Brace yourselves for the unrefined and incoherent! I want to talk a bit about being an ally or a supporter to people in a marginalized group of which you are not a member. As a white male of comfortable wealth I find myself on the outside of most oppressed groups. In order to get started, you will first need to accept the premise that you lack the perspective to know what life is really like for a member of such a group. If you’re not there with me, stop reading now.
There is plague of people showing up mid conversation lacking anything in the way of a clue and offering up
sage advice their uninformed opinion to people who have probably heard it a million times. If you are now thinking about the Van Der Graaf Generator album Pawn Hearts, you win… something. Moving on. I’ll do you the favor of only providing two examples in one link–note the topic of the original post and the contents of the comments.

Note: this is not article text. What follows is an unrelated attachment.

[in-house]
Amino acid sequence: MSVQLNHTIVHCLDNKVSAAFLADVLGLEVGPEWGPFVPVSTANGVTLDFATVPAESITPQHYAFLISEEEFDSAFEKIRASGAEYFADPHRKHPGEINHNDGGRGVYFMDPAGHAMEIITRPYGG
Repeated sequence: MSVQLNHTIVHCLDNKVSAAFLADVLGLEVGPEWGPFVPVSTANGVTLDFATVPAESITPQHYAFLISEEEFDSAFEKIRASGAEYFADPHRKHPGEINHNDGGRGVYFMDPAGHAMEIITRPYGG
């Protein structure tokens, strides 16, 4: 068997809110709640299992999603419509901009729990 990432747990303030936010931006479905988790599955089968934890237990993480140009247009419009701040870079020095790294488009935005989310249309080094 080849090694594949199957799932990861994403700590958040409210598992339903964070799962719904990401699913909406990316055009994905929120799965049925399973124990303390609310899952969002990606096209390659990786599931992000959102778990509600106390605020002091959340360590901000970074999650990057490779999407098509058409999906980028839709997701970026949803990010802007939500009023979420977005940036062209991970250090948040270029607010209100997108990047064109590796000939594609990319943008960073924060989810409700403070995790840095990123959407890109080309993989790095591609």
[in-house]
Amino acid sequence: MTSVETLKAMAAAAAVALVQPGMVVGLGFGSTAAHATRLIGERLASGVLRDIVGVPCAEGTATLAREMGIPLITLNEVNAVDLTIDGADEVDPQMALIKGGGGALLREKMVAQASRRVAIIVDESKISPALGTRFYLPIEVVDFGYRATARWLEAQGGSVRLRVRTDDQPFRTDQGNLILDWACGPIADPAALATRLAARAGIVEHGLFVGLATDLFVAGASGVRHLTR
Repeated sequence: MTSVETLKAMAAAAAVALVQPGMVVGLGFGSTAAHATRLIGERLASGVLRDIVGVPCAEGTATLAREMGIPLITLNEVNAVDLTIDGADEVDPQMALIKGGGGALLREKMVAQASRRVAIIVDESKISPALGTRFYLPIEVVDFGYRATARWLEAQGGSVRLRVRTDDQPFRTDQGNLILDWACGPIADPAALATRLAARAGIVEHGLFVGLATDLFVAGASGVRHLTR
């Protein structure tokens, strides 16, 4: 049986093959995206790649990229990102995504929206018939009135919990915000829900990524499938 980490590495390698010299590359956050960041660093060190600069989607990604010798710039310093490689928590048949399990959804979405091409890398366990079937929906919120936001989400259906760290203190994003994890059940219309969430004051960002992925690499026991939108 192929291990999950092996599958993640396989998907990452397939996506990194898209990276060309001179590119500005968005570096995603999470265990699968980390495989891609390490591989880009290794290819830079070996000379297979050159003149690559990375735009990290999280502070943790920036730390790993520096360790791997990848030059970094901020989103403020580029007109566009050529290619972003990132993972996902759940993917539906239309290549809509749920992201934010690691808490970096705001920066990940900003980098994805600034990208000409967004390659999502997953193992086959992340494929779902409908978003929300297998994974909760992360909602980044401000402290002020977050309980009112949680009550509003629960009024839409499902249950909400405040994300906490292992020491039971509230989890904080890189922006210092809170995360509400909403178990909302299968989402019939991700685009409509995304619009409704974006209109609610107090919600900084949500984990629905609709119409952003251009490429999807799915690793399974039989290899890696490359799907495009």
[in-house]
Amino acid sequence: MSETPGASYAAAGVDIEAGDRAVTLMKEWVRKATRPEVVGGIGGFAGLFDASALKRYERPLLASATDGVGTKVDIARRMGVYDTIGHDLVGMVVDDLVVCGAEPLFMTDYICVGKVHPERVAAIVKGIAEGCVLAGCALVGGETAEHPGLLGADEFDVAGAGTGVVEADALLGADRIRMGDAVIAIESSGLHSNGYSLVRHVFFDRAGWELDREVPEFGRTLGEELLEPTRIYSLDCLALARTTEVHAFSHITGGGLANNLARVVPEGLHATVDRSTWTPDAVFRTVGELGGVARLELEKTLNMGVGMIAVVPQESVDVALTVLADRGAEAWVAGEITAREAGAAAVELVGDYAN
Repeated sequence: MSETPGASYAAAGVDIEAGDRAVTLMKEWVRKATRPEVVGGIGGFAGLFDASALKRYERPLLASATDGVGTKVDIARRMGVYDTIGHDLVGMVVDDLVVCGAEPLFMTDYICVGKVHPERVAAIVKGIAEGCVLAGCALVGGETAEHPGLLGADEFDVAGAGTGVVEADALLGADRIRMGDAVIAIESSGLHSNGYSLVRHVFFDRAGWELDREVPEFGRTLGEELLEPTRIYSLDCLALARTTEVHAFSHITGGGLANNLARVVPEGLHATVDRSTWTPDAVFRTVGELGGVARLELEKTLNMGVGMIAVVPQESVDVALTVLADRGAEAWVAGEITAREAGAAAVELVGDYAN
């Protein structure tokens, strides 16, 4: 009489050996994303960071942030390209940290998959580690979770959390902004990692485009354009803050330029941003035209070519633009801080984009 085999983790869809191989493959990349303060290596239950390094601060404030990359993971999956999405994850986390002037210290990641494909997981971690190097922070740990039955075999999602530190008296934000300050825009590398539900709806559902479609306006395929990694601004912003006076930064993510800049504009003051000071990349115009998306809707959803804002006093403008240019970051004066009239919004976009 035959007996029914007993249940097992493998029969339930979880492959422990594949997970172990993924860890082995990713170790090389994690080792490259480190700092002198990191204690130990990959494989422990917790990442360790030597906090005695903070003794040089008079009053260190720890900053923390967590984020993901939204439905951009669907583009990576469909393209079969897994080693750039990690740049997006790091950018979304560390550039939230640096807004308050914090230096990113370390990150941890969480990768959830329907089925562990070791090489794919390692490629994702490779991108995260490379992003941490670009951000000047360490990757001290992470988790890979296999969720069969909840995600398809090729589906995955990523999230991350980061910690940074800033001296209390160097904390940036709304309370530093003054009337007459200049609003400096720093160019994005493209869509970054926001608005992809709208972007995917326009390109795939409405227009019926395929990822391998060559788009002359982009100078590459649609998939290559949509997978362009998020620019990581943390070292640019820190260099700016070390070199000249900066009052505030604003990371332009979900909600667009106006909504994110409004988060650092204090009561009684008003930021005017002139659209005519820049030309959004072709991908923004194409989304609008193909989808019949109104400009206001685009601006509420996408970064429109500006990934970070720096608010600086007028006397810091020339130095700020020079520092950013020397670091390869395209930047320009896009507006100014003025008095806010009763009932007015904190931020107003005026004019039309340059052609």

I am a bike commuter. If I am proud of anything in my life other than surviving graduate school more-or-less it is this. On my way to and from campus I get regularly mistreated by drivers. I’m going to highlight one particular annoyance. “Get on the sidewalk!”
Riding a bike on the sidewalk is illegal–at least in every state I’ve ever biked in–and for good reason. It’s a hazard to pedestrians. A bike may not be two tons of steel, but it can still move at a decent clip such that one would not want to be struck by one. If you bike on the sidewalk for any reason other than to get to or from a bike rack, I am now going like this: >_<
So to get back on track, if you are behind the wheel and a legally licenced driver it is generally expected you know the rules. If you then go on to yell “Get on the sidewalk!” to a cyclist you are showing up to a conversation lacking knowledge you are fully expected to have in order to even participate. Don’t. Do. That.
If you can empathize with that at all, extrapolate from a frustrated bike commuter to someone enduring a full frontal assault on their own humanity. That has to be pretty damn awful, no? To understand my plight all you need to do is try to bike a few miles in moderate traffic. To get a grip on what it’s like to be a woman, a person of color, or trans* it’s going to take some reading and some empathy. Trying to butt in on a conversation having done none of that and expecting to be welcomed is quite rude at the very least.
Try to be not-a-douche fellow members of privileged classes.